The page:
How to collaborate with Apple Pages via iCloud

If you’d prefer to handle your document collaboration from macOS, Jack Wallen shows you how to do so with Pages and iCloud.

Image: Apple

Collaboration is the name of the game in today’s world of business and busy homes. I’d go so far as to say that, without collaboration, people would be hard-pressed to get everything done in a day. To that end, developers do everything they can to make collaboration possible. Given how Apple has always been about making things easy, it should come as no surprise that their Pages App makes it possible to easily collaborate via iCloud.

I’m going to show you to do just that.

SEE: Research: Video conferencing tools and cloud-based solutions dominate digital workspaces; VPN and VDI less popular with SMBs (TechRepublic Premium)

What you’ll need

To be able to collaborate with Apple Pages, you’ll need an Apple laptop or desktop that includes Apple Pages. I’ll be demonstrating on a MacBook Pro, running macOS version 11.3. You’ll also need an iCloud account. 

How to enable iCloud collaboration

The first thing you must do is enable the connection between Pages and iCloud—otherwise you can’t collaborate through the cloud service. To do this, click the Apple menu and then click System Preferences. In the resulting window, click Apple ID and then click iCloud in the left navigation. In the resulting screen, click the Options button associated with iCloud Drive (Figure A).

Figure A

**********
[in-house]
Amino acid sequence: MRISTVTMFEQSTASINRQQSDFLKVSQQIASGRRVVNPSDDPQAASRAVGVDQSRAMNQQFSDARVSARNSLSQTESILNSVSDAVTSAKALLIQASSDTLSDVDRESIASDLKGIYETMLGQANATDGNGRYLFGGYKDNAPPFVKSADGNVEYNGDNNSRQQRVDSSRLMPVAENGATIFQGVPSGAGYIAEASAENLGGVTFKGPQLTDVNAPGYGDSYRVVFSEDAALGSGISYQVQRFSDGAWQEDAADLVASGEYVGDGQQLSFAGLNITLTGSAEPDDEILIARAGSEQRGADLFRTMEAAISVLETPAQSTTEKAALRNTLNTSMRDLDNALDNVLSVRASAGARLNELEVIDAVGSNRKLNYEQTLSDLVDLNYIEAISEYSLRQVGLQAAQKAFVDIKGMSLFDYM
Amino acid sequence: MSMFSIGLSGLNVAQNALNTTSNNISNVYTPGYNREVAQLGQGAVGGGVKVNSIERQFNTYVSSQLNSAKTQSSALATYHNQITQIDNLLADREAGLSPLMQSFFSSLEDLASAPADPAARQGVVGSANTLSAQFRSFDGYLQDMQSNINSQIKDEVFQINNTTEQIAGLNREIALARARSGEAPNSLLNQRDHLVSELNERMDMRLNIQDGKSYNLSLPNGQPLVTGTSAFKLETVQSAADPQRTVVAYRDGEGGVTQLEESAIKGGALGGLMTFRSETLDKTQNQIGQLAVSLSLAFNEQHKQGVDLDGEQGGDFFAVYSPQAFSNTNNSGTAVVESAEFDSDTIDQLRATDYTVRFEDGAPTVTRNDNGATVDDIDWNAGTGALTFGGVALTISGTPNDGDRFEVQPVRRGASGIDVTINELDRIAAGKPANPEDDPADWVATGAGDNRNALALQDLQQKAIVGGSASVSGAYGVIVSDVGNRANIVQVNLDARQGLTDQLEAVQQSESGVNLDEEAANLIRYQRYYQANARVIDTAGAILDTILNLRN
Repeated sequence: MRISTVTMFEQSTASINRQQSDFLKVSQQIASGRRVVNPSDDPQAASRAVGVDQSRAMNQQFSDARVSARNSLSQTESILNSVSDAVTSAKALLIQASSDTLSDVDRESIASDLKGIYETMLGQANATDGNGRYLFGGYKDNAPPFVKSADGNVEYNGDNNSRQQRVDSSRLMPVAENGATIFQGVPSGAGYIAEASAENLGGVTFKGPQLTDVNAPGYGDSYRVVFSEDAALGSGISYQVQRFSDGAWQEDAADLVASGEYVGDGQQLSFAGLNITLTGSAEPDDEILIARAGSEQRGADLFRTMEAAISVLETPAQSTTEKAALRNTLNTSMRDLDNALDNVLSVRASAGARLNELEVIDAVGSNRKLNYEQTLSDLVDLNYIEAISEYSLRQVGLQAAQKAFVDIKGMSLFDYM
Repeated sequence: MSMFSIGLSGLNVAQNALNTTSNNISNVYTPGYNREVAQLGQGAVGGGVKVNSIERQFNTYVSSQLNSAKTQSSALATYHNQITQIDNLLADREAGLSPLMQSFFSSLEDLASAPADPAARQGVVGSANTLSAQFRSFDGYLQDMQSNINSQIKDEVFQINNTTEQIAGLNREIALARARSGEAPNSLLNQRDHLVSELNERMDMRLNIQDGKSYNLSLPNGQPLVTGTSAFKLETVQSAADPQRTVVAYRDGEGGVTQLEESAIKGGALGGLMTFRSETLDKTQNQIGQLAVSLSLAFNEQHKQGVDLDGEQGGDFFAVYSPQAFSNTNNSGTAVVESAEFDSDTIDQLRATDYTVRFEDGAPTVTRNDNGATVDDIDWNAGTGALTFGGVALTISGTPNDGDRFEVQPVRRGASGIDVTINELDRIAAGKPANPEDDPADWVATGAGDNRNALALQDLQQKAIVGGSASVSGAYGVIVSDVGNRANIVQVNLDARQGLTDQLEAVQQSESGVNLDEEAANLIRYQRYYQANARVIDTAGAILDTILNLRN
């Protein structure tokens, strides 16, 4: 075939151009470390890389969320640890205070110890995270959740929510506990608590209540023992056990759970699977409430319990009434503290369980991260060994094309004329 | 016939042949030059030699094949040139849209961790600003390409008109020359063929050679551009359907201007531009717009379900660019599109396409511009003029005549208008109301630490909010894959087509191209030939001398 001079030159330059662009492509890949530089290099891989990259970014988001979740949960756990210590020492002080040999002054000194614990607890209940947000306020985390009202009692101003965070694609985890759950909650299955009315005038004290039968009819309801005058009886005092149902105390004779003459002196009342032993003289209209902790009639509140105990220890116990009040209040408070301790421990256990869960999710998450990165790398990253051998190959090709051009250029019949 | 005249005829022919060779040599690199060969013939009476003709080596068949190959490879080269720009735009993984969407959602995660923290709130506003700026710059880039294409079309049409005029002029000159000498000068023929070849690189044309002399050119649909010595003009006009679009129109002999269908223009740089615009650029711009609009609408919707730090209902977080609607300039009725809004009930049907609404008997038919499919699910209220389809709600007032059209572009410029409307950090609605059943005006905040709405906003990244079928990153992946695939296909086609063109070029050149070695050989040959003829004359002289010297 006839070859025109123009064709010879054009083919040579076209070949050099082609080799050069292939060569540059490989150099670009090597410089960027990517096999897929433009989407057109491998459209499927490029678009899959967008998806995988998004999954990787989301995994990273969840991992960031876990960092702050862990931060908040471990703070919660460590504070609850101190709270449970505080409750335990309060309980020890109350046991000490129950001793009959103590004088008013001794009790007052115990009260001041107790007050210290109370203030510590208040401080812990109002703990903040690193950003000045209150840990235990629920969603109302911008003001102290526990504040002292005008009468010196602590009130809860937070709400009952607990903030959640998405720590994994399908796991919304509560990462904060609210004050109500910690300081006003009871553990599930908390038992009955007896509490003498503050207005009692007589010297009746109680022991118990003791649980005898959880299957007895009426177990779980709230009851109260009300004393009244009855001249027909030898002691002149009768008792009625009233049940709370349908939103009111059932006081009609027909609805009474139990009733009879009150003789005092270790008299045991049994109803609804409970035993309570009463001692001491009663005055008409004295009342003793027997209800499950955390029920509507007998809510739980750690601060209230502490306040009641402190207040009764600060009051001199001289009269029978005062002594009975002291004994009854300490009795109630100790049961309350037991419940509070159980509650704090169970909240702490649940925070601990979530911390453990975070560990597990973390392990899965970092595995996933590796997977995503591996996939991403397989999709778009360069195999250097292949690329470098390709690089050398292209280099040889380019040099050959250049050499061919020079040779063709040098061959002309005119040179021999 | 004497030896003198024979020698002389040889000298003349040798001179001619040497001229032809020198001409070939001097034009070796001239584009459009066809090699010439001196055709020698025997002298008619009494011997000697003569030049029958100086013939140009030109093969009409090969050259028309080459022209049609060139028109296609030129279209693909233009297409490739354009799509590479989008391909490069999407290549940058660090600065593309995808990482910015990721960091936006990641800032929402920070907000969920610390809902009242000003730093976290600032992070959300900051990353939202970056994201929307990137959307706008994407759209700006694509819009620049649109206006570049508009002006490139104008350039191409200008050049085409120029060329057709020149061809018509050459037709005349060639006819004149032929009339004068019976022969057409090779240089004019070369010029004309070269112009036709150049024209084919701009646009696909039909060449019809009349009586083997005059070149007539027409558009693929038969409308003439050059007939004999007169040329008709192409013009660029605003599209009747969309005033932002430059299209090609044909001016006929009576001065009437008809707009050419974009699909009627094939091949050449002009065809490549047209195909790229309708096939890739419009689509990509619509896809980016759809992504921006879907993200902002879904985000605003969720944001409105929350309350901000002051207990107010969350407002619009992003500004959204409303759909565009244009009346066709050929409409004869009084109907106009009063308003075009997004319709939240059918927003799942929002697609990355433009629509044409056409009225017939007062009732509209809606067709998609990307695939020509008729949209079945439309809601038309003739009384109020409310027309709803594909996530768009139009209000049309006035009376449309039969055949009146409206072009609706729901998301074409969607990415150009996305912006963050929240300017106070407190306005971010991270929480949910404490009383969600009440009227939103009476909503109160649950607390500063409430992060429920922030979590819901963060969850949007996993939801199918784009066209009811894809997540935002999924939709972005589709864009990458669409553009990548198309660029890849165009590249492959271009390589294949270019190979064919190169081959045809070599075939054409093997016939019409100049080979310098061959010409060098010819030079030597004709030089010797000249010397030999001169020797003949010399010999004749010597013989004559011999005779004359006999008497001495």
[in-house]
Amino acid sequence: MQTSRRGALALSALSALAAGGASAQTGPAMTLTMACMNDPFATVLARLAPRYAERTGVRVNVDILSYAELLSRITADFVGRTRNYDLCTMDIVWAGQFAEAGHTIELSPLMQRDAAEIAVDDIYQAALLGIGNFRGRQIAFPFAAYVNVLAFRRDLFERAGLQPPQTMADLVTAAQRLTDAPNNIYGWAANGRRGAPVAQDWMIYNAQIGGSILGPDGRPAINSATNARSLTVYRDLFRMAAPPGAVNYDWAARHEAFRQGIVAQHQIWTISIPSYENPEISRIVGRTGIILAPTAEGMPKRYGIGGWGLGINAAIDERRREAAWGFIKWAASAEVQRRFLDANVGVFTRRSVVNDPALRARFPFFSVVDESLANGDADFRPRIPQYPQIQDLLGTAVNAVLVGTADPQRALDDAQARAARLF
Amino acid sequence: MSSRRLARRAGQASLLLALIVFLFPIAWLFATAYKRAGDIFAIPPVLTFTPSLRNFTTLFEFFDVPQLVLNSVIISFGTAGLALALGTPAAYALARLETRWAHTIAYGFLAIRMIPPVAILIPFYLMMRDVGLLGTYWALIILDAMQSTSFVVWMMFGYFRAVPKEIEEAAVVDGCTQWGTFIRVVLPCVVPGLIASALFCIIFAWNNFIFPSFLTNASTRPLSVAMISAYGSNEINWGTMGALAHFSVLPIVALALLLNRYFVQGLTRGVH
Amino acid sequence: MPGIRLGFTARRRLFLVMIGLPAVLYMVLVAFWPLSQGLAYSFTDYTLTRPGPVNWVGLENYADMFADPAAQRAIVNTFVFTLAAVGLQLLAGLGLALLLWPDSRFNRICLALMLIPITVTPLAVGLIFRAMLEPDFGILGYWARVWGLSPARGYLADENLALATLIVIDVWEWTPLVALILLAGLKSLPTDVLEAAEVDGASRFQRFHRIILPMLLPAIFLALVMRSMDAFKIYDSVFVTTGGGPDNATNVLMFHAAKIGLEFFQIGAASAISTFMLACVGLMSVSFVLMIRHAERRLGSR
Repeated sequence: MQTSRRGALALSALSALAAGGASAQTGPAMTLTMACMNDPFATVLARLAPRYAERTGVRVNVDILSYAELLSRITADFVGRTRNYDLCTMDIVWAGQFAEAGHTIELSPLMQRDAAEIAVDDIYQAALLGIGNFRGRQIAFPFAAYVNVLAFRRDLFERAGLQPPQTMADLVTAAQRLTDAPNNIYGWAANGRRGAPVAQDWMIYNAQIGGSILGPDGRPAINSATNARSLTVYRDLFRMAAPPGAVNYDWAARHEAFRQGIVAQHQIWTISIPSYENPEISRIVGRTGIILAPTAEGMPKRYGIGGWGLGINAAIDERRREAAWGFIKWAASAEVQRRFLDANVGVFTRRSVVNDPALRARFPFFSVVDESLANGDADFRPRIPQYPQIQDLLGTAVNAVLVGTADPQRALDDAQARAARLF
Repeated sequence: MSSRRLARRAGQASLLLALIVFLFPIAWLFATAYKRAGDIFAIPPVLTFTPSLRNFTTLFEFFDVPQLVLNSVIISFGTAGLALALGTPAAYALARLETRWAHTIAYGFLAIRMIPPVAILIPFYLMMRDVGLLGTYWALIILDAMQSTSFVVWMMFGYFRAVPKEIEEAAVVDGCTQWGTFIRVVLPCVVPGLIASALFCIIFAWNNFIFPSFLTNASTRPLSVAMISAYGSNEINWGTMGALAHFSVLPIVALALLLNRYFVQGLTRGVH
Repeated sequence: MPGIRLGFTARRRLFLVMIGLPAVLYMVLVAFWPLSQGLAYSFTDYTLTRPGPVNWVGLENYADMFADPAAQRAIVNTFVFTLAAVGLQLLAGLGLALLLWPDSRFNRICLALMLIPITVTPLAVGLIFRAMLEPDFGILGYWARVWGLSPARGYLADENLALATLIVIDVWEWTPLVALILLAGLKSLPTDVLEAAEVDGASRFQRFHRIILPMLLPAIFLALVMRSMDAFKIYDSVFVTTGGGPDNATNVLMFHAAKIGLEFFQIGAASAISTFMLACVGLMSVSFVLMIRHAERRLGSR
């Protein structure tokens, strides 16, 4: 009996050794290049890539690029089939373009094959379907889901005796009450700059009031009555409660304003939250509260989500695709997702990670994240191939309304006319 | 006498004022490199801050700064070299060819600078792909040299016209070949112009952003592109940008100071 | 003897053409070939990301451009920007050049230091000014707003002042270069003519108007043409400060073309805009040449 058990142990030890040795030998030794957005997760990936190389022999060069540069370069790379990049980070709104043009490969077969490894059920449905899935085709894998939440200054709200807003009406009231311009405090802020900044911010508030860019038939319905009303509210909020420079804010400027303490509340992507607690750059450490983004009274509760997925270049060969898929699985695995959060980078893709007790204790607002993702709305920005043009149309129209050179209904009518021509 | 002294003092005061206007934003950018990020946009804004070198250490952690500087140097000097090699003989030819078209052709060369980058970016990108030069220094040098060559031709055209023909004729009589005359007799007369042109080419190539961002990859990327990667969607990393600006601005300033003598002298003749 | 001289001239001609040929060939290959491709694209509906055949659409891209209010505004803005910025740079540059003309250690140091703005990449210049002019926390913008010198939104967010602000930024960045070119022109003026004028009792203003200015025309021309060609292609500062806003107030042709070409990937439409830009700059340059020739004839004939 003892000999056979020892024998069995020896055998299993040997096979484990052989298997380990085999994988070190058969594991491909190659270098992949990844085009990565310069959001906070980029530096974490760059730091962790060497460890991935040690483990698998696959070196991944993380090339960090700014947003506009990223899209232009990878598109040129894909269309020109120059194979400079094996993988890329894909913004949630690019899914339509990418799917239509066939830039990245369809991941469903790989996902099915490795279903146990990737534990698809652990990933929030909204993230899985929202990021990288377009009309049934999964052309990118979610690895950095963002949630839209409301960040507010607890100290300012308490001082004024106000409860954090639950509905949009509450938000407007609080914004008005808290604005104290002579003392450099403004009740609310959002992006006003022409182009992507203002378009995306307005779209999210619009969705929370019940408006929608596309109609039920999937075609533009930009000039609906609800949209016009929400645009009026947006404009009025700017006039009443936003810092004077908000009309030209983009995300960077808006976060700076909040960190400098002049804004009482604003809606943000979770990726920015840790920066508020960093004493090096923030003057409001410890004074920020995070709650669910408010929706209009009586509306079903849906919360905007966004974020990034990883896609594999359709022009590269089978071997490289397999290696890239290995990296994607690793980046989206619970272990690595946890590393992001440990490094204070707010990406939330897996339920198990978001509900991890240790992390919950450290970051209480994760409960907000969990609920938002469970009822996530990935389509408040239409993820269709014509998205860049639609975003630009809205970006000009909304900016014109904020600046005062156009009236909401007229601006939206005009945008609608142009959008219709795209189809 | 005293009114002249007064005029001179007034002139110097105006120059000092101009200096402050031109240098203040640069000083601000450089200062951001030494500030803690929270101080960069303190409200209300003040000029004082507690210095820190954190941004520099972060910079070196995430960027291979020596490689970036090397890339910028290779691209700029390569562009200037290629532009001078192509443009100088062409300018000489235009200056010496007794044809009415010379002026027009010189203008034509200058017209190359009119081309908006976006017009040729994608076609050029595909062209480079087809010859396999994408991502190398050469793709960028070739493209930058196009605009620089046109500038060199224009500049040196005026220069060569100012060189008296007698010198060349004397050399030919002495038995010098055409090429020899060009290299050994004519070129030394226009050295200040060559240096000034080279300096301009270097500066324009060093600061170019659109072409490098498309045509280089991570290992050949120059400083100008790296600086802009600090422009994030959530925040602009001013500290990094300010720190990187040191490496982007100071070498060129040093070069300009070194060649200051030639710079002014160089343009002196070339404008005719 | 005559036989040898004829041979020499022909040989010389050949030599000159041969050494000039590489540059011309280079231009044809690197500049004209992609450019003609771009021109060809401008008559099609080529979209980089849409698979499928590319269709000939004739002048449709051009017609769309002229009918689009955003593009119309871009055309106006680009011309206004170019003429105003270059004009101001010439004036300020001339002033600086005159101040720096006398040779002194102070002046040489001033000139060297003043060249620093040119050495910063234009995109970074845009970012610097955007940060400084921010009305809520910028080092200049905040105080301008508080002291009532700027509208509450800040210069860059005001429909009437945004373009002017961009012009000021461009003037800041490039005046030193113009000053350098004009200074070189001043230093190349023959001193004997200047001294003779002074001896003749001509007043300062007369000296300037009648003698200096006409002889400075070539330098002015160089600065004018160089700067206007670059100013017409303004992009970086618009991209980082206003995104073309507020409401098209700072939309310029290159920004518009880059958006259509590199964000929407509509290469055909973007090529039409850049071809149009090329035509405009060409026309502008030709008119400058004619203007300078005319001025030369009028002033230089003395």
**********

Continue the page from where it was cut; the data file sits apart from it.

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Navigating to iCloud Drive settings from with macOS System Preferences.

In the pop-up window, scroll down and make sure the check box associated with Pages is clicked (Figure B).

Figure B

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Enabling Pages for iCloud collaboration.

How to enable collaboration within Pages

Now that you have Pages enabled for collaboration through iCloud, how do you work with a Pages document? It’s quite simple. Open a Pages document and click the Collaborate button (Figure C).

Figure C

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The Collaborate button is at the ready in Apple Pages.

From the popup, select how you want to notify those you’ll be collaborating with (either Mail, Messages, Link or AirDrop) (Figure D).

Figure D

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Sharing the file with those you want to collaborate with.

You can also configure who has access to the file and what level of permission they’ll have (either View-Only or Make Changes).

Once you’ve configured the sharing, click Share and the file will be uploaded to iCloud for sharing.

How to access the collaboration file

Those you’ve shared the file with will receive a link to the file. You can access the file from any browser by going to icloud.com and clicking Pages (from the list of available apps). In the resulting window, click Browse from the left navigation and then double-click the file you shared for collaboration (Figure E).

Figure E

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Opening a file me and my editor collaborated on from within iCloud.

Note: If you have tracking changes enabled in the document in the desktop version of Pages, no one will be able to edit the document through iCloud. The caveat is that to turn off changes in Pages, you must have already accepted or rejected all changes. Because of this, it’s best to collaborate via iCloud on a document that has yet to have any changes that are tracked.

Other than that one caveat, using Apple Pages and iCloud is an outstanding way of collaborating on documents, if your preferred tool of the trade is Pages. Considering all of the work I do on the fiction side of my career, after the first draft (which is done in Google Docs) is handled in Pages, it makes sense that I would make use of this handy collaboration feature. Give it a try and see if you don’t adopt Pages/iCloud as your go-to collaboration system.

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